These are all steamy, awkward conversation topics, but they approach them with nonchalant ease. Jack makes blunt comments about Hannah’s sexy butt, Hannah rudely brings up an embarrassing story about Iris’s bush, and Iris and Jack take turns sarcastically judging each others’ choices in relationships. It’s as if they gloss over serious conversation that might get real or uncomfortable by keeping up the chatter.

It’s so bogged down under their words that the movie forgets that Jack has serious psychological problems in his life and that Hannah may actually be an unstable person. Occasionally the movie name drops Fleet Foxes or “Hotel Rwanda,” but it mostly steers clear of any conversation topic that isn’t relevant to sex.

“Your Sister’s Sister” then is an actor’s movie. It certainly isn’t a visual one, because a majority of the film is seen in extreme close ups during these back and forth conversations. It annoyingly gets us right up into their faces and problems.

But some of it works because the three are all wonderfully convincing as friends and sisters. Iris and Hannah have a mutual understanding of one another that only comes through years of sisterhood, and the quiet moment they share looking at each other under the covers in bed is the movie’s finest.

The big argument near the end gets close to psychotic, and for all the talking that came before, “Your Sister’s Sister” suddenly runs out of important things to say just when things get tense.

2 1/2 stars

Cedar Rapids

“Cedar Rapids” is not your standard fish-out-of-water comedy because its hero is only breaking out of a very small bubble into a slightly larger bubble.

For Tim Lippe (Ed Helms), Cedar Rapids, MI may as well be the land of Sodom and Gomorrah, but we know better. That’s what makes this very familiar story interesting, clever and good-hearted, but also ultimately tepid.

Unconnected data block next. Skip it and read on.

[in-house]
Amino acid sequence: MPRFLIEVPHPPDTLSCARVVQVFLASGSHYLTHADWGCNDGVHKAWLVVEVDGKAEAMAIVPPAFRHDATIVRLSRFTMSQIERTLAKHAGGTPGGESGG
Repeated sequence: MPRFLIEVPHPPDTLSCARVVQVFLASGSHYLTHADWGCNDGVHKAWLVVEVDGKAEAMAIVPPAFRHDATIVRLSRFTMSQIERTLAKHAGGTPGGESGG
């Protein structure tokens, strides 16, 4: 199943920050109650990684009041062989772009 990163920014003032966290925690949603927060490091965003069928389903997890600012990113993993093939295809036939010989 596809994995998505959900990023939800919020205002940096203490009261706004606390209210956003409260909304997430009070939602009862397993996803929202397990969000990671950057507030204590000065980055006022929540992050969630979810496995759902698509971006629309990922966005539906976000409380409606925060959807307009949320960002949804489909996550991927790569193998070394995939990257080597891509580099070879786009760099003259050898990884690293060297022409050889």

Lippe is travelling to Cedar Rapids for an insurance convention, and he’s determined to come back to his small hometown in Wisconsin with the coveted Two Diamonds prize.

Having never left his hometown, Lippe is scared witless by these people with so much “worldly experience,” namely Dean Ziegler (John C. Reilly). The Deansie may be a womanizing, drunkard buffoon typical to these comedies, but he’s only crazy and outrageous on Midwestern insurance salesman standards.

Putting these characters on such a small scale is precisely what makes them endearing, and forcing them into a truly outrageous and raunchy scenario would be a betrayal.

But when a lot is made of this Two Diamonds prize, it serves as a notorious MacGuffin. The specific plot points already matter little in a movie like this, but when their dramatic conflicts are intentionally placed on a lower pedestal, the emotional payoff is nada.

And yet there are still charming moments of comedy throughout a very funny cast. Helms plays the dope amongst dopes so well that when he’s forced to sing in front of a crowd, we forget as an actor he does it all the time on “The Office.” Reilly is having a terrific year, and The Deansie is a memorable character just because of the way Reilly controls his body as a performer. Even Anne Heche as the love interest Joan is a congenial tomcat good for a few grins and laughs.

It’s a shame the rest of the movie feels so slight and insignificant around them.

2 ½ stars